At the end of the day, its not really more difficult to ride a bike in traffic compared to a car, but if you stuff up on a bike your probably going to die.

    By all means get a bike, like its great and all but honestly if you cant handle driving a car in traffic then a bike is probably a bad idea. The consequences are far far greater.
  11. I couldn't do it but flyingsquirrel has already been carless for 4 years so having a bike will be more convenient.
  12. No, If those are the reasons for getting a bike.

    Being aware of where you are in relation to everything around you is MORE important on a bike.

    I have no idea what car you were driving, I have driven old cars & new cars, and you can feel the brakes engaging, the point you are about to lose traction etc. It all takes practice and driving within your limits while you get there.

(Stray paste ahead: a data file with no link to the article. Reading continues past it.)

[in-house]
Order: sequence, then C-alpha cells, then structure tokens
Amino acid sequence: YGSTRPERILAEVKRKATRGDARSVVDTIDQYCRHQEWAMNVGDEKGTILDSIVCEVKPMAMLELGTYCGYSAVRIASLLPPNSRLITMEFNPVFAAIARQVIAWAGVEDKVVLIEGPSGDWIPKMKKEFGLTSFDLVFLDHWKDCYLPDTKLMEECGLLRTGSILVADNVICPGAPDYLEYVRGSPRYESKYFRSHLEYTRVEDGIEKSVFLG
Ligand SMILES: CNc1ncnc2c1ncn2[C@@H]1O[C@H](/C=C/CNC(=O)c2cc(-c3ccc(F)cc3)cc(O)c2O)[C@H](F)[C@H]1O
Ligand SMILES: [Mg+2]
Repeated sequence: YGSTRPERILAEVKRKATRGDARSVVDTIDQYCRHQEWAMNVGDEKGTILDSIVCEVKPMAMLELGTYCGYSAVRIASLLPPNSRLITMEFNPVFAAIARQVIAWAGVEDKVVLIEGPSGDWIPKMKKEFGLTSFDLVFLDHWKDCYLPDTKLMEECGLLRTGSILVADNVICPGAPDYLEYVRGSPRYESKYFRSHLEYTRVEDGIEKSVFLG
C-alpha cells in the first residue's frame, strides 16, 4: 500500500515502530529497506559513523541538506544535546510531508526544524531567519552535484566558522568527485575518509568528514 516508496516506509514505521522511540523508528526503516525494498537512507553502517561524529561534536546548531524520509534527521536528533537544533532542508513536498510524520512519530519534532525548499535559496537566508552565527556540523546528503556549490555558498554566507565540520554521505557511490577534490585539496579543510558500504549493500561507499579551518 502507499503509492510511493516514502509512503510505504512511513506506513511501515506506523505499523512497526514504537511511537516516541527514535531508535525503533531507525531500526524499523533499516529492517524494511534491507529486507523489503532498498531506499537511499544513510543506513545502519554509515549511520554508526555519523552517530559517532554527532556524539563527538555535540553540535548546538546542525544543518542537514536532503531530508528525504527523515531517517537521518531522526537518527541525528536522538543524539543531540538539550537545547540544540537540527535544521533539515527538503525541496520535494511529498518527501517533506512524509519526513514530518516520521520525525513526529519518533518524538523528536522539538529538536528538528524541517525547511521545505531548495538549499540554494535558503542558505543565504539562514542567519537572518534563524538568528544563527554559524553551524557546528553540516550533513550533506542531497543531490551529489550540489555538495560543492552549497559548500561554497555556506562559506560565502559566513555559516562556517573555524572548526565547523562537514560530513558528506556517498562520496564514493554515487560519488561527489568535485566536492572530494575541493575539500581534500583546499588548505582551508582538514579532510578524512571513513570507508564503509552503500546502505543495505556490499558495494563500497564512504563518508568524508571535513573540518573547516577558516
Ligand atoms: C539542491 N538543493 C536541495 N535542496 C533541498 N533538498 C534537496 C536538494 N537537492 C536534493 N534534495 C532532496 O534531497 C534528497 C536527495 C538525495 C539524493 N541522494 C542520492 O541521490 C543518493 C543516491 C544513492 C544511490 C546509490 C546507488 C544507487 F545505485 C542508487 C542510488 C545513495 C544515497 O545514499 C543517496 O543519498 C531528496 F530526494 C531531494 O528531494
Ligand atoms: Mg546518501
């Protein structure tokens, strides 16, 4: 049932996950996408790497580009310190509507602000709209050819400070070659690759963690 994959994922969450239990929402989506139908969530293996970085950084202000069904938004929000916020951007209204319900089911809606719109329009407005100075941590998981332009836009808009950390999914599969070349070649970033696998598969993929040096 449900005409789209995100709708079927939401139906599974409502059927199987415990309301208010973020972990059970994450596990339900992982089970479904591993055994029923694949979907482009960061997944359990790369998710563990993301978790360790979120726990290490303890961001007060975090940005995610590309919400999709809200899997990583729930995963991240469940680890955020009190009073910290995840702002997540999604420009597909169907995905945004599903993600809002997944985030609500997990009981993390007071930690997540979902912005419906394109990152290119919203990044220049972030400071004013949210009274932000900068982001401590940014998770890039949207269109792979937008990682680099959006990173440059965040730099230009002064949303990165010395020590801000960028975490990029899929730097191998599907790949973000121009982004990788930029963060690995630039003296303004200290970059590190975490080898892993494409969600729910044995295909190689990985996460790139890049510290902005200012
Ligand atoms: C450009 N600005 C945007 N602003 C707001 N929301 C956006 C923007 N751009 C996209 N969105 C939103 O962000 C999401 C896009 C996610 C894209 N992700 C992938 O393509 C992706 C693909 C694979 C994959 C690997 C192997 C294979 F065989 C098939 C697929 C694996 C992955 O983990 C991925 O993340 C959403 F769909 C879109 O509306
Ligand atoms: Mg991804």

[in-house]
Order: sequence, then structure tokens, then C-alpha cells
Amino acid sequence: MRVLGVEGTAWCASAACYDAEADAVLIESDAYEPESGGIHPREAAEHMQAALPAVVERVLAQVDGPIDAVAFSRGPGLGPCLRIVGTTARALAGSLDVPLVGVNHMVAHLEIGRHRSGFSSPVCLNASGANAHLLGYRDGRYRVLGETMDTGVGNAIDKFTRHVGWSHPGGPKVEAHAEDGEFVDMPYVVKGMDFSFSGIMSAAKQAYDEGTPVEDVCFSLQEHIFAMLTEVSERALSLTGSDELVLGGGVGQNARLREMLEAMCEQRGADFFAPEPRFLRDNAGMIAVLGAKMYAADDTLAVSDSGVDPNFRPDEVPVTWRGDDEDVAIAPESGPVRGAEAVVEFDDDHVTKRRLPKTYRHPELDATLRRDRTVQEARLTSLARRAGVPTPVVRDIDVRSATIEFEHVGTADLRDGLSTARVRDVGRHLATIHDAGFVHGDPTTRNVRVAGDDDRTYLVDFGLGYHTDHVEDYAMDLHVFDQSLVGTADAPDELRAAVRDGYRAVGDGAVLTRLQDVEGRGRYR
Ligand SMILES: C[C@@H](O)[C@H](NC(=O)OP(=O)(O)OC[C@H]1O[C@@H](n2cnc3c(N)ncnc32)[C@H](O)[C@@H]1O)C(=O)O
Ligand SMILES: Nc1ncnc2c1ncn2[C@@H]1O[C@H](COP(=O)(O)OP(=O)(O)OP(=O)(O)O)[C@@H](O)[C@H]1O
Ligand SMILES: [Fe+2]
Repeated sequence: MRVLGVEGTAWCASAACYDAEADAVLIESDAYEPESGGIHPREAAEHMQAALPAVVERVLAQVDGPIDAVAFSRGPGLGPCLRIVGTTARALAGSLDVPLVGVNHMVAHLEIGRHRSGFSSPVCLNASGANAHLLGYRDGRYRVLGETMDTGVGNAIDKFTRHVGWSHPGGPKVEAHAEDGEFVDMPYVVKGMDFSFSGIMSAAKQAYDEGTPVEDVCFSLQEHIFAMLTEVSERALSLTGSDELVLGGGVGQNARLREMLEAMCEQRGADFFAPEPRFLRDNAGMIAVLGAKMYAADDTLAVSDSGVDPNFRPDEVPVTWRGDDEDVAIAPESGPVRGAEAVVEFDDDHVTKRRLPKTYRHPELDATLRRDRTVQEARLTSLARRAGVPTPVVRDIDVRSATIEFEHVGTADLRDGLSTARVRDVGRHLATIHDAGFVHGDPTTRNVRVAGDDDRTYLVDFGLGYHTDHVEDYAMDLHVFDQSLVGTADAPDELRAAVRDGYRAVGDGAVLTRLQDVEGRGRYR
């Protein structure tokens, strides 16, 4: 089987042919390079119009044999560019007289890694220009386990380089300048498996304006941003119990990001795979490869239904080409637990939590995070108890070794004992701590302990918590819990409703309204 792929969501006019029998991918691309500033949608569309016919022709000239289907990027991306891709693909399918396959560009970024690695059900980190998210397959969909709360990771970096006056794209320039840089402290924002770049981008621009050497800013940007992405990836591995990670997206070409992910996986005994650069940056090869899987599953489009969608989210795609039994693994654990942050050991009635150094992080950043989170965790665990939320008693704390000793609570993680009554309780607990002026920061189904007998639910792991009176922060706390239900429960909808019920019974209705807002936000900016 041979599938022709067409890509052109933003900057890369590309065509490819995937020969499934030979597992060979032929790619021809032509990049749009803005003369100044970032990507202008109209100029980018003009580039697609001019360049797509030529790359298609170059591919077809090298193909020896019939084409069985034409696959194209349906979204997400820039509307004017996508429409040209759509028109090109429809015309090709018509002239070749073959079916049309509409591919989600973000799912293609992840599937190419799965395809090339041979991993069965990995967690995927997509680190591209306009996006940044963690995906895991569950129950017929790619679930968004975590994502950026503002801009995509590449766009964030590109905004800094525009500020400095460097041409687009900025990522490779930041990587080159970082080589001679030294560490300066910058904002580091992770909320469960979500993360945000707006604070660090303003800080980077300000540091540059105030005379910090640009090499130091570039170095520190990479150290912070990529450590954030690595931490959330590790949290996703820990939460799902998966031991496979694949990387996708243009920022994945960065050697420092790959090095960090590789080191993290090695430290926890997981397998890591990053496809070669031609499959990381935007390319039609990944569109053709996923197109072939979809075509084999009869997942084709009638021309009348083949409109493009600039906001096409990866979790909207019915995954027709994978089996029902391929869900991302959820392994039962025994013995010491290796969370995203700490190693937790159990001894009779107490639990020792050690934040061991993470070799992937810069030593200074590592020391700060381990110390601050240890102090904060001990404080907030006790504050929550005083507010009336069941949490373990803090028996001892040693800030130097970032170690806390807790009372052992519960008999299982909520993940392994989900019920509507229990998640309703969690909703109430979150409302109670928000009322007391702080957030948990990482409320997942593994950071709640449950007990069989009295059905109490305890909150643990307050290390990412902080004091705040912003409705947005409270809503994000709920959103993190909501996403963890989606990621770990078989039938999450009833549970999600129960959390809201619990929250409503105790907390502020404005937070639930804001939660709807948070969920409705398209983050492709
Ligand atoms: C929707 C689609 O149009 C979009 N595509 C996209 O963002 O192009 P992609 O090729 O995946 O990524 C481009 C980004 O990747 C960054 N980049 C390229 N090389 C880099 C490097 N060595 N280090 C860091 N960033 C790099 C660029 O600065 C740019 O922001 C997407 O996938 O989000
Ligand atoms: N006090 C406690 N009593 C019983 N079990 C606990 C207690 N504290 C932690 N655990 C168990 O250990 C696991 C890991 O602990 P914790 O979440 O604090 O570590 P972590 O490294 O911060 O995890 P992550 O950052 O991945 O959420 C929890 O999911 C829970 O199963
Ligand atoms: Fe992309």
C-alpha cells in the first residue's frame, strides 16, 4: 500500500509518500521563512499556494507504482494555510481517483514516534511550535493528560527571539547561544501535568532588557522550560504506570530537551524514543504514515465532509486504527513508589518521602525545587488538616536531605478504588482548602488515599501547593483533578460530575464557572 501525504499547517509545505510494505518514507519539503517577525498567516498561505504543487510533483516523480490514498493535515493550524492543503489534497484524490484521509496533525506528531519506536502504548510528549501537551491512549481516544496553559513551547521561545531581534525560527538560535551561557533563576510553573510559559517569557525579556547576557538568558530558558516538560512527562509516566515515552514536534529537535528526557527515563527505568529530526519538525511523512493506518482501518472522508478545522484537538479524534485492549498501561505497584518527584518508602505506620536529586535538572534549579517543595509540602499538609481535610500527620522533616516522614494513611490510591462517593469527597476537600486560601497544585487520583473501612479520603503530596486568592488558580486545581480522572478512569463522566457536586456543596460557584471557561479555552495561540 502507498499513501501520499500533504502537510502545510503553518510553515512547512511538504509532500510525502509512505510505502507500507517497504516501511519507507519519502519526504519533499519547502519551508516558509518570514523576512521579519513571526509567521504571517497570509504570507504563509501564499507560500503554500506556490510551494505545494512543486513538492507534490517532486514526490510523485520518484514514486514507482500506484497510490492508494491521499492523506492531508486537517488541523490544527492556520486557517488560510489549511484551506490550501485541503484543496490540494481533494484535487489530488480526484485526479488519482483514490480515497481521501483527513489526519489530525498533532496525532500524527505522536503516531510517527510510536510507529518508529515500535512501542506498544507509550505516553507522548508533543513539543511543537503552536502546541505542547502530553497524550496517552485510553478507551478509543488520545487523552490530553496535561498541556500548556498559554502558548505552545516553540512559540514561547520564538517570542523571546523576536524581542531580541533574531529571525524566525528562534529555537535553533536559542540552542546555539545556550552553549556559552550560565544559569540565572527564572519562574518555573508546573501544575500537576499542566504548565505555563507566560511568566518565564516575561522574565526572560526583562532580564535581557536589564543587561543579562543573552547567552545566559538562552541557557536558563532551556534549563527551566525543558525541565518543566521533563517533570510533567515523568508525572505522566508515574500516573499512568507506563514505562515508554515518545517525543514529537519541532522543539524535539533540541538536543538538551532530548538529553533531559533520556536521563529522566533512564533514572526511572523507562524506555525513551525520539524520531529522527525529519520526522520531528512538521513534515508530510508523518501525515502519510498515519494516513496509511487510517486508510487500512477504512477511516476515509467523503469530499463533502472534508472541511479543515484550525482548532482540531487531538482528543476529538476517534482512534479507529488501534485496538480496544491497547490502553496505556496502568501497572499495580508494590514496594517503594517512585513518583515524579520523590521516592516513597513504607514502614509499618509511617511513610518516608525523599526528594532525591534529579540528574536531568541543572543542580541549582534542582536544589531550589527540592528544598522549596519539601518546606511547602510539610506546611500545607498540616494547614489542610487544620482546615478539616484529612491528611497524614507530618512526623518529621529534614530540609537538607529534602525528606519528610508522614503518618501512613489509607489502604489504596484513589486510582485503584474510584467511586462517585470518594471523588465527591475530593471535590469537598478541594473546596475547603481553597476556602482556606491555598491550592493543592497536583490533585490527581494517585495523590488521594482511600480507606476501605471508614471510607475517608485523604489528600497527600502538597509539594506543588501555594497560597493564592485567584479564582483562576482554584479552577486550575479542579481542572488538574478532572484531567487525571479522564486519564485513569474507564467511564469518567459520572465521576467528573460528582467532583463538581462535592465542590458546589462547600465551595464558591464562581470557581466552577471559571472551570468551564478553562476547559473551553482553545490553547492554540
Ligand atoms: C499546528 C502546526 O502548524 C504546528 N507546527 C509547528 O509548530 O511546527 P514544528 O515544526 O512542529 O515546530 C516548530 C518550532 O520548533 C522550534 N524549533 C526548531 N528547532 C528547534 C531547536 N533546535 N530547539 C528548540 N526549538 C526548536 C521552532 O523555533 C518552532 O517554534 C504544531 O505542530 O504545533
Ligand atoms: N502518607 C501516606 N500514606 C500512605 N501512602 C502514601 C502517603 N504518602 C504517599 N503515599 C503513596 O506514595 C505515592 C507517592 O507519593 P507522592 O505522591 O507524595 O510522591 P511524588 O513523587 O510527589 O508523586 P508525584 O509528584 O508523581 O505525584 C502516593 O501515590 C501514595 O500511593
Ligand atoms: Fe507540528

Learning to drive a car is easier than learning to ride a bike. I sounds like you put in a half arsed effort with the car thing and gave it up when it all didn't come together in a limited amount of time, You'll either kill / hurt yourself on a bike or give that up when you hit the first small hurdle too.

    Take a step back and have a think about why you quit so soon before you take the next step.
  13. I would say no. Get a bus
    • Like Like x 1
  14. Do you ride your pushie in traffic? I've been cycling on busy roads almost daily since I was in my early teens. I think cycling far more than driving has developed my awareness of traffic, hazard perception and prediction of what other road users are about to do. If you want to stay upright on a motorbike in traffic, that means almost everything.